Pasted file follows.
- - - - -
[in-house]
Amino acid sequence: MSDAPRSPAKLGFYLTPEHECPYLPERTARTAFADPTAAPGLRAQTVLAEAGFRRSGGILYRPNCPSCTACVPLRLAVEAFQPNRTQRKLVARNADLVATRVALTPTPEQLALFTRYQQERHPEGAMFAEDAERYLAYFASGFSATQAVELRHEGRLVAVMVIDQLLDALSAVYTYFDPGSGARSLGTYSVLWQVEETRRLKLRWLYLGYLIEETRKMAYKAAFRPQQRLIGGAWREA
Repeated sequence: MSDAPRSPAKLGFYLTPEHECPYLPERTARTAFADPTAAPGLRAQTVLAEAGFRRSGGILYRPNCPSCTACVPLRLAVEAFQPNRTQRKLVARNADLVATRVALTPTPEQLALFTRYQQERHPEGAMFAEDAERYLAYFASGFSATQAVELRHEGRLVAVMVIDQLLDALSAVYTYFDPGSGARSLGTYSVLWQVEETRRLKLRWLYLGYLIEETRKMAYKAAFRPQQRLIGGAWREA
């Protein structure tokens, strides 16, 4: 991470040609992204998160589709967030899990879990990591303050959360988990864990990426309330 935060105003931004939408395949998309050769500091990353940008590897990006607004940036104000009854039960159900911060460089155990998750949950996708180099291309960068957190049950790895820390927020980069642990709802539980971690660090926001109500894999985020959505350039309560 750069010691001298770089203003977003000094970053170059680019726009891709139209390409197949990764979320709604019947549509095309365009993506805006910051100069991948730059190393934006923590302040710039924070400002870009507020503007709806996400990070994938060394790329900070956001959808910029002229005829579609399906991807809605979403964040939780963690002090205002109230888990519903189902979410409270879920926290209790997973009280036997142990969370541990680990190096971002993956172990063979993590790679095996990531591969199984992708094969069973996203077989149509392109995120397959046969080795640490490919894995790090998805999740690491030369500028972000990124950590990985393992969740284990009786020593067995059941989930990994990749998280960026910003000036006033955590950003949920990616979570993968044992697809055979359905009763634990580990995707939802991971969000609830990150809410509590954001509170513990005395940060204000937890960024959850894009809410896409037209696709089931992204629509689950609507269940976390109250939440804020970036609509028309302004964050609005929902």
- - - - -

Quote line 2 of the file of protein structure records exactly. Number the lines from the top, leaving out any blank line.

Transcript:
Amino acid sequence: MSDAPRSPAKLGFYLTPEHECPYLPERTARTAFADPTAAPGLRAQTVLAEAGFRRSGGILYRPNCPSCTACVPLRLAVEAFQPNRTQRKLVARNADLVATRVALTPTPEQLALFTRYQQERHPEGAMFAEDAERYLAYFASGFSATQAVELRHEGRLVAVMVIDQLLDALSAVYTYFDPGSGARSLGTYSVLWQVEETRRLKLRWLYLGYLIEETRKMAYKAAFRPQQRLIGGAWREA